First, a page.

Be a waste warrior: Learn it from Sameera!

Here’s what you can do to keep wet waste from landfills
Composting waste
Composting waste

Sameera Reddy, who once set Bollywood on fire and left her mark, is now setting an example for people in Goa to do a bit for their environment. And how is she doing that? Reddy, who has made Goa her home, composts her own wet waste like a responsible citizen.

The actress, who is a happiness creator, shares, “Once I moved to Goa, I realised that garbage collection was not happening near my house. As a city girl still learning the Goa life, which I love, I figured composting would be best for the environment."

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The idea was put into action and Reddy ensued she became practical. "I bought the composting box, the microbes and the cocopeat. It's easy, but you have to keep checking. You can’t be icked out by it. I personally sift through the waste and don't get icked out by it at all."

Now, there is no turning back. Reddy says, "I am grateful that I learnt to compost and doing a small bit for Goa. I have begun to love taking care of the smallest things, which I didn't do in the city. Composting is a new entry that I am definitely happy about!”

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With travellers all round the year, Goa no longer has a demarcated tourist season. This demographic change along with the locals results in a lot of trash being regularly produced in the state.

The Goa Waste Management Corporation (GWMC) of the Goa government says that that number is a whopping 400 tonnes per day. According to their estimation, this is equivalent to 400 classrooms full of garbage every day. Isn't that alarming?

But what is even worse is that except in Panjim, most of the waste collected goes to landfills which are sources of harmful greenhouse gases and leachates.

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To create awareness, encourage solutions at the citizen level and point out the urgency, the GWMC has created posters titled “No time to waste | Be a waste warrior”. They also state that 85% of this 400 tonne per day is actually recyclable and, therefore, the solution is to segregate your waste.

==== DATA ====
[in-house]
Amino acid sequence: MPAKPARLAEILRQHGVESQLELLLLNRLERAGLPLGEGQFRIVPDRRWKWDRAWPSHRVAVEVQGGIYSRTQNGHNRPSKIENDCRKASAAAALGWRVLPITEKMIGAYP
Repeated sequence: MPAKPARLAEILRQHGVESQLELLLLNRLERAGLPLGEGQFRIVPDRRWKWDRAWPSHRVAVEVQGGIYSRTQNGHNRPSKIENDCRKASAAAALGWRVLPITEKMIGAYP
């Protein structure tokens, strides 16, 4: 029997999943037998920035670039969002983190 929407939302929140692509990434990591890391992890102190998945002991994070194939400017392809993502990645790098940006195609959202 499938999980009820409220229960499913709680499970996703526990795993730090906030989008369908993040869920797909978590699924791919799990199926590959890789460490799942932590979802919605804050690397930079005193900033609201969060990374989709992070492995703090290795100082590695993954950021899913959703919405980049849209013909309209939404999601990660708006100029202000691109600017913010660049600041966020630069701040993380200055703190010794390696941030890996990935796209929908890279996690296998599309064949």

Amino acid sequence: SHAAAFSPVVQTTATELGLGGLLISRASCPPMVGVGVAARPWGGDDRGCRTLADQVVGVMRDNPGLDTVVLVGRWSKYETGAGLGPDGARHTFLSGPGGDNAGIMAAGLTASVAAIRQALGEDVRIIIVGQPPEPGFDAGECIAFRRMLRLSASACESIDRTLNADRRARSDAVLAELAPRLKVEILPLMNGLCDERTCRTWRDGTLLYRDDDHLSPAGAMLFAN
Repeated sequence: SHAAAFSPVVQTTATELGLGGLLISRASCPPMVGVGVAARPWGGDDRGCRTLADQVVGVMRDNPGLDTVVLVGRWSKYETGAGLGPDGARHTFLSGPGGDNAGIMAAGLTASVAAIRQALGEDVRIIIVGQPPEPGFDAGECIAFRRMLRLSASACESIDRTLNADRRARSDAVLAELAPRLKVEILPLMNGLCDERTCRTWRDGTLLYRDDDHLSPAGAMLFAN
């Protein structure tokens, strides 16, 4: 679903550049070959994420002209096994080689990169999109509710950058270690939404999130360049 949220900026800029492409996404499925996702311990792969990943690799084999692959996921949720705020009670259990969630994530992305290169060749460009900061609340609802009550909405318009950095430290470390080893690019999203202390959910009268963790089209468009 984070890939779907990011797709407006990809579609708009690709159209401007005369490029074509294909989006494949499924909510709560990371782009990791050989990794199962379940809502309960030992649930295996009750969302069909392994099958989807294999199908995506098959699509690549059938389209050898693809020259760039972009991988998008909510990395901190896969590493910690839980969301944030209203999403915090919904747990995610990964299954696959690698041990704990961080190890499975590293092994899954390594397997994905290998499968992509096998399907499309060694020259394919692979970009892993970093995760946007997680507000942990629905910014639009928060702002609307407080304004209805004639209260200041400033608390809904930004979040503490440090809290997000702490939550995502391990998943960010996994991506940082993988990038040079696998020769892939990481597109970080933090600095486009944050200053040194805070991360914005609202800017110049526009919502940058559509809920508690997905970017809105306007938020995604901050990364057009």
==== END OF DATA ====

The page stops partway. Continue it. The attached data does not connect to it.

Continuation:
While dry waste can be given to waste management services, wet waste cannot as it begins to stink. In any case, why should anyone else have to deal with something you produce, right? So what can you do with this wet waste? You can start composting at an individual level.

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Composting is a natural process where microorganisms break down organic matter such as food and garden waste into nutrient-rich soil amendment called compost. This is an eco-friendly and cost-effective way of managing biodegradable waste.

It helps to reduce the amount of waste that ends up in landfills and greenhouse gas emissions, a significant contributor to global warming. It also reduces the need for packaged manure or fertilisers containing harmful chemicals.

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Compost is excellent for gardening, landscaping and agriculture. It has well-earned its epithet of black gold, thanks to the density of nutrients found in it.

Composting is so simple that it's just a matter of getting used to it. It will take you less than a few minutes to add your waste for the day. You start with collecting your wet waste like food and garden waste, and other biodegradable matter in a compost bin or a pit.

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Next, add some dry leaves, twigs, shredded paper or compost maker to the wet waste. This helps to create air pockets which are essential for the composting process. Remember to turn the compost every week to ensure that the oxygen reaches all parts of the compost.

Finally, after a few weeks to a few months, depending on the composting method and conditions, the compost will be ready to use. Use the compost as a soil amendment in gardening, landscaping and agriculture.

It provides essential nutrients to plants and helps to improve the soil structure. It also helps to retain moisture in the soil, which reduces the need for watering.

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